She shares the enthusiasm of most of the business community on Broadway, who wholeheartedly support a set of design guidelines for the corridor, as well as a storefront improvement assistance program.
Downtown Coordinator Mimi Graney has proposed the regulations this spring to the Planning Board, and had a hearing on April 1. They will have a stop at the City Council again with a ruling promised in May.
“The goal is to be attractive and be maintained and lit well,” she said. “It’s also transparency of the windows. We’re telling folks not to have the big frosted glass and we would like the business to take down the big metal grates. In a lot of cases, they aren’t necessary because it can done other ways. We can meet the goal of safety and meet the goal of feeling safe and having an attractive façade.”
One of the problems, she said, is that the regulations for signage and façade improvements are woefully outdated – in some cases not allowing simple things like a blade sign. A blade sign is a suspended sign that faces those walking on the sidewalk. Because of the outdated regulations, she said, many store owners are hesitant to make upgrades that could be a code violation.
“The downtown has always been a bunch of things, but the rules never changed so it means the businesses can’t update or maintain their facades,” she added.
Alberto Calvo of Stop & Compare Supermarket said they improved their façade and sign a few years ago, and it made a huge difference. He’s excited to see that happen throughout the business district.
“We’re absolutely excited to see movement toward the revamping of sign ordinances,” offered Calvo, also executive vice president of the Chelsea Chamber of Commerce. “A few years ago, we at Stop & Compare in Chelsea invested significantly to improve our building’s façade and to install updated, modern signage. It has made a marked, positive difference in our foot traffic and sales at that location, and I very much want to see other businesses in the Downtown corridor benefit from these kinds of improvements.”
Chelsea Chamber President Joseph W. Mahoney added, “We do get member businesses, and non-members, too, asking whether there are programs to assist business owners to fund signage and façade improvements. For façades, we know that there is a small program to be made available, but the roll-out of the façade program has been at least a couple of years in the making. Our understanding is that there may also be a cost-sharing program for signage as well. The new signage ordinances still need to be passed by the City Council, so we’ve been telling businesses to sit tight, but be ready. We’ve been saying the same thing to our member and non-member businesses in the signage business. We suggested to Craig Murphy, owner of our member Cambridge Reprographics, start talking to people now.”
“I think businesses are most excited about the potential return of blade signs,” Mahoney elaborated, “those that are perpendicular to the building.” Newburyport’s shopping district is full of those signs.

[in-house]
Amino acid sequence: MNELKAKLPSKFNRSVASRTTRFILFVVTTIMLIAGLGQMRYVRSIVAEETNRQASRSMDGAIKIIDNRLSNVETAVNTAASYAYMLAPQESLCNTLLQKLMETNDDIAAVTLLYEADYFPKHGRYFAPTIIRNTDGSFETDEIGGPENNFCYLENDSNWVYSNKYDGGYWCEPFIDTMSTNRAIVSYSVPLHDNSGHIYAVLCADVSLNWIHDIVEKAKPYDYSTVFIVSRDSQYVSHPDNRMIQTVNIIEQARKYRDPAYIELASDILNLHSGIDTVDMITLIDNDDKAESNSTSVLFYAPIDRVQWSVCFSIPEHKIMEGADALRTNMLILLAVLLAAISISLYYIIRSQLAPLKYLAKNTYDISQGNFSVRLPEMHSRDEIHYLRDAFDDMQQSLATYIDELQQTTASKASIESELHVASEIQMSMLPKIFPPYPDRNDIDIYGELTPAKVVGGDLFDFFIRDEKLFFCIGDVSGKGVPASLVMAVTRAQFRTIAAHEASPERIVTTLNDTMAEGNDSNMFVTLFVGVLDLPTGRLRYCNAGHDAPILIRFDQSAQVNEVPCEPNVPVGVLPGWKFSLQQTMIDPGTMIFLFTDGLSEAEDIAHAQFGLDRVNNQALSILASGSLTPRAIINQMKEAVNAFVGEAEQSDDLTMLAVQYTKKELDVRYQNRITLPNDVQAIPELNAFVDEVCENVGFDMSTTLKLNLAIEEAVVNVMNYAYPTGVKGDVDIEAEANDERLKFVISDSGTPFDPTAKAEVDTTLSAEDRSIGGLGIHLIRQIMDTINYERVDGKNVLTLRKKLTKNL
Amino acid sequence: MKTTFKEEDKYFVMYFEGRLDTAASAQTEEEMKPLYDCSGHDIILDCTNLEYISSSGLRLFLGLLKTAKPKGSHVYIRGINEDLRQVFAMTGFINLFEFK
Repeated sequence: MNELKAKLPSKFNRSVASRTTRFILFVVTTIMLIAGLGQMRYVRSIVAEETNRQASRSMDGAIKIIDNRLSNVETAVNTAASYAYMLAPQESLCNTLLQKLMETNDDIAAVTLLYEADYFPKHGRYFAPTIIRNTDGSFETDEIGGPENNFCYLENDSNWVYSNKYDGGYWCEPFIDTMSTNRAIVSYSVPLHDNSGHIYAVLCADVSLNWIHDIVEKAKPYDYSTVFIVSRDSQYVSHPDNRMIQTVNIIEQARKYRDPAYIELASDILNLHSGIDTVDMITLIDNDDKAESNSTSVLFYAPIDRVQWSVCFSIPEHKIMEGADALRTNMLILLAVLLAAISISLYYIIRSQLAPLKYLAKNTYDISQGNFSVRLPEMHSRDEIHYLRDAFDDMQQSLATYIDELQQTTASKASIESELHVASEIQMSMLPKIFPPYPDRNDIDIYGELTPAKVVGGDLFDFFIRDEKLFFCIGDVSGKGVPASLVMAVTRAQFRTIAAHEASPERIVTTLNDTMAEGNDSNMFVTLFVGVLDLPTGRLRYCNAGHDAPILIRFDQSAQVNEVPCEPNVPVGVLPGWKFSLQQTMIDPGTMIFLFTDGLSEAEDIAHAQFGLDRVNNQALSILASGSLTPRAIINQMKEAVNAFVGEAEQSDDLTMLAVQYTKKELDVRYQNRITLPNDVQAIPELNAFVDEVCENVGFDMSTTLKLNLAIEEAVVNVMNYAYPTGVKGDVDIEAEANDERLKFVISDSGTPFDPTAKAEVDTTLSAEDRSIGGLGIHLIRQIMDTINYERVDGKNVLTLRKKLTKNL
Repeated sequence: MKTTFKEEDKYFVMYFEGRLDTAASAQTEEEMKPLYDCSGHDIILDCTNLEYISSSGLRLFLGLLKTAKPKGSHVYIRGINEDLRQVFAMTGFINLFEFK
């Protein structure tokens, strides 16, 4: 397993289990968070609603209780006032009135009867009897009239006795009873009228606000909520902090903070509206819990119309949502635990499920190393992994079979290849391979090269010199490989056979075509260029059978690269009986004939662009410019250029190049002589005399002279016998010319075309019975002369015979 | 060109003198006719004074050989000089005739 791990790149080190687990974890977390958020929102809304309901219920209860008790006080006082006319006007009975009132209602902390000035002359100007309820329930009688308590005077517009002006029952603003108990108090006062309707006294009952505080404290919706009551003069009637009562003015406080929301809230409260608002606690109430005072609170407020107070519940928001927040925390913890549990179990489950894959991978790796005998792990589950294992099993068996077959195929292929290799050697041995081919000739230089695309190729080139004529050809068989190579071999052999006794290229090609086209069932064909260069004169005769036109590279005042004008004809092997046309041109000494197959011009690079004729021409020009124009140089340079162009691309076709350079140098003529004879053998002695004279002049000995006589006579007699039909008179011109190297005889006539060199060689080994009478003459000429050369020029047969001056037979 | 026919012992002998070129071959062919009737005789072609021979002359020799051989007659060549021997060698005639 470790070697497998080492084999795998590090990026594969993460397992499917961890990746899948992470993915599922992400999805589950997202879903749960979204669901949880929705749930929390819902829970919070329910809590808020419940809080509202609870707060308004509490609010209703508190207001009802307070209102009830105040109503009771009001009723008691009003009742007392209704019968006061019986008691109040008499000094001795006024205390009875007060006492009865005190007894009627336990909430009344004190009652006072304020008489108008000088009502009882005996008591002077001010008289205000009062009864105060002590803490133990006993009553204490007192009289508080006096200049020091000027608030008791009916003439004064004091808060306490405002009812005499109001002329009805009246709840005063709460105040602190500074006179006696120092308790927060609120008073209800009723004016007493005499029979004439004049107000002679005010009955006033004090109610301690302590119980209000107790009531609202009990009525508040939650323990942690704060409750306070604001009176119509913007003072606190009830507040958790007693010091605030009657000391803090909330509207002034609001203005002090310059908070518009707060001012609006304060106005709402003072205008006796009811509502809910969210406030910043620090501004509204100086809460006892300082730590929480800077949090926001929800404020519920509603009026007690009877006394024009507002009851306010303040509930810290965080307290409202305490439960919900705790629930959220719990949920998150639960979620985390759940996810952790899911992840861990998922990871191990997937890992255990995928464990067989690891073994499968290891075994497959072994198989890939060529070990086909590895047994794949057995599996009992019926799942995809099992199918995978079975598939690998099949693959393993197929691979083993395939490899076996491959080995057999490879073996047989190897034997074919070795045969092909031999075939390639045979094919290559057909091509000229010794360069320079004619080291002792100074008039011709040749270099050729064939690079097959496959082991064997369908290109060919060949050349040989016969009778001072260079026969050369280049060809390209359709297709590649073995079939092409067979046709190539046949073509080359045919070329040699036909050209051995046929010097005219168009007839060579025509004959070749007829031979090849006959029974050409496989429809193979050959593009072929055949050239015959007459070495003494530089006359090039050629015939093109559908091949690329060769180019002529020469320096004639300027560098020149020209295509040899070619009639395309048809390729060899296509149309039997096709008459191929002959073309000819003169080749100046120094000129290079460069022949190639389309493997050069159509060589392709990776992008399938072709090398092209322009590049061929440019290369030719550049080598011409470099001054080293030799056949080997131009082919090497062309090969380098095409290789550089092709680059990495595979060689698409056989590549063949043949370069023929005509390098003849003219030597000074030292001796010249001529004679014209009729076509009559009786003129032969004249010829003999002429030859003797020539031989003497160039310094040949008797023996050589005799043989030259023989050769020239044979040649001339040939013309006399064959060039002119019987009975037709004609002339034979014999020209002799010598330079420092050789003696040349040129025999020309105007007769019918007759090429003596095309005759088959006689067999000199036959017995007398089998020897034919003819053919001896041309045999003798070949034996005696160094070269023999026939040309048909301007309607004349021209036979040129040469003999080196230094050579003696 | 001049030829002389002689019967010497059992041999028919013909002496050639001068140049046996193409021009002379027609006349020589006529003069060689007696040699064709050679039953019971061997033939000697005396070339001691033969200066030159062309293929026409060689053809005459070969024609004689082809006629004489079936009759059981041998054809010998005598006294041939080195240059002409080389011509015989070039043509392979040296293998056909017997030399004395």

When one drives down its streets, one can see the businesses’ signs before accidentally passing them. Pedestrians also can spot their destination from a half-block away.
•Another piece of the regulations addresses outdoor or sidewalk dining – which was pioneered by the Ciao! Market on Broadway two summers ago. It was a success, by most accounts, and Graney said they would like to encourage others to try it.
First, however, they wanted to put some standards in place.
The regulations would only allow such dining on sidewalks and they would have to be immediately in front of the business. The furniture would have to be matching and of a high quality. There would have to be a safety plan, and businesses would be responsible for the area. No alcohol service would be allowed for the time being.
Seasonal heaters for outdoor dining are also being considered.
“Realistically, there’s not a lot of space,” she said. “Downtown, where this works, it’s two or three tables or six people. It’s similar to what Ciao! Did on their pilot.”
Addressing the proposed sidewalk dining ordinance, Chamber Executive Director Rich Cuthie was slightly more cautious.
“Edson and Marvin from Ciao Pizza definitely have been the market movers on this and need to be applauded,” he said. “They put in the work and time with the City to test it out. But let’s say it’s a nice summer evening and you and I wanted to have a beer and split a plate of nachos al fresco at a local restaurant on Broadway; maybe an after work meeting or just something social. We sit down at the table and chairs on the sidewalk and then are told, ‘No, sorry. No alcohol is allowed outside.’ Like many people, we’re just going to get up, apologize, and either go to the inside of that restaurant, or another restaurant, or worse, decide to move our meeting or dinner to another town.”